Peter Polson thought that his company’s money was safe. As the founder and CEO of Tiller Money, he and his team had taken several steps to protect the business’ funds, including implementing extra security measures for moving money around and building a deep relationship with their bank, Silicon Valley Bank. But over the weekend, Silicon Valley Bank folded, and Tiller Money “went from a financially healthy, strong position to a balance of zero available funds,” Peter wrote in a company blog post.
You can read more about what happened at Silicon Valley Bank (we explain it here, in plain English) and we answer the question many people have been asking since the collapse of both Silicon Valley Bank and Signature Bank, which is: “Is my money safe?”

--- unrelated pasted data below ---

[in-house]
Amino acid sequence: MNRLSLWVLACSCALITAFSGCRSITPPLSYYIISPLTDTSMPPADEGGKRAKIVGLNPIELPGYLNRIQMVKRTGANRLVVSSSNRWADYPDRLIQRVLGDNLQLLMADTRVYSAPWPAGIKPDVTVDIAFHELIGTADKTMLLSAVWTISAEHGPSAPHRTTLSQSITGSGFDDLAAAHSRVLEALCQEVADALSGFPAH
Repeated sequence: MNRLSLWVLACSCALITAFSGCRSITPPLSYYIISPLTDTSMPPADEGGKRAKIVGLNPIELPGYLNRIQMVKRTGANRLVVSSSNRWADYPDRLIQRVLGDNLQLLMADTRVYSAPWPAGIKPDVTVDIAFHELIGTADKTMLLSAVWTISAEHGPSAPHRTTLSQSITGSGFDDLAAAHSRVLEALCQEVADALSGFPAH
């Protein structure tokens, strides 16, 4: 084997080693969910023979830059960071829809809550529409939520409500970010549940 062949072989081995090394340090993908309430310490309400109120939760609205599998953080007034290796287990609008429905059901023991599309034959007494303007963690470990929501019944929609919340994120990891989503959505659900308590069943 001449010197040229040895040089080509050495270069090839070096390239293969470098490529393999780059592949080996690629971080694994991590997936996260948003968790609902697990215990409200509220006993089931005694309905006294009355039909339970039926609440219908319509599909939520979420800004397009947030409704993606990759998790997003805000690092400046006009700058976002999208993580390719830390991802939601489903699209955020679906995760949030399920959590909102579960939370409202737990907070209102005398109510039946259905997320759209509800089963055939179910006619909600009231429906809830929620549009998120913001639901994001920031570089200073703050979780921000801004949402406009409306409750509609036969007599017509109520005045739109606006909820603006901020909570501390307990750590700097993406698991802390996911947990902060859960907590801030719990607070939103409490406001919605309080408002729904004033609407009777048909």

In this special HerMoney episode, Peter walks us through the events that led to Silicon Valley Bank’s collapse — an unfortunate mix of rising interest rates, short-term deposits stuck in long-term investments, and depositor panic. He tells us how his company reacted to potentially losing a seven figure sum before the federal government stepped in to backstop deposits, and he explains why resilience (and a budget!) ultimately helped them keep their cool during a tough time. The experience was a “kick in the pants” to take a closer look at his company’s finances and prepare for worst-case scenarios, Peter says. And the wake up call shouldn’t just be for business owners — listen in to hear how everyone can better protect their money in the wake of the banking crisis.
You can find out more about Peter and Tiller Money on the company’s website.
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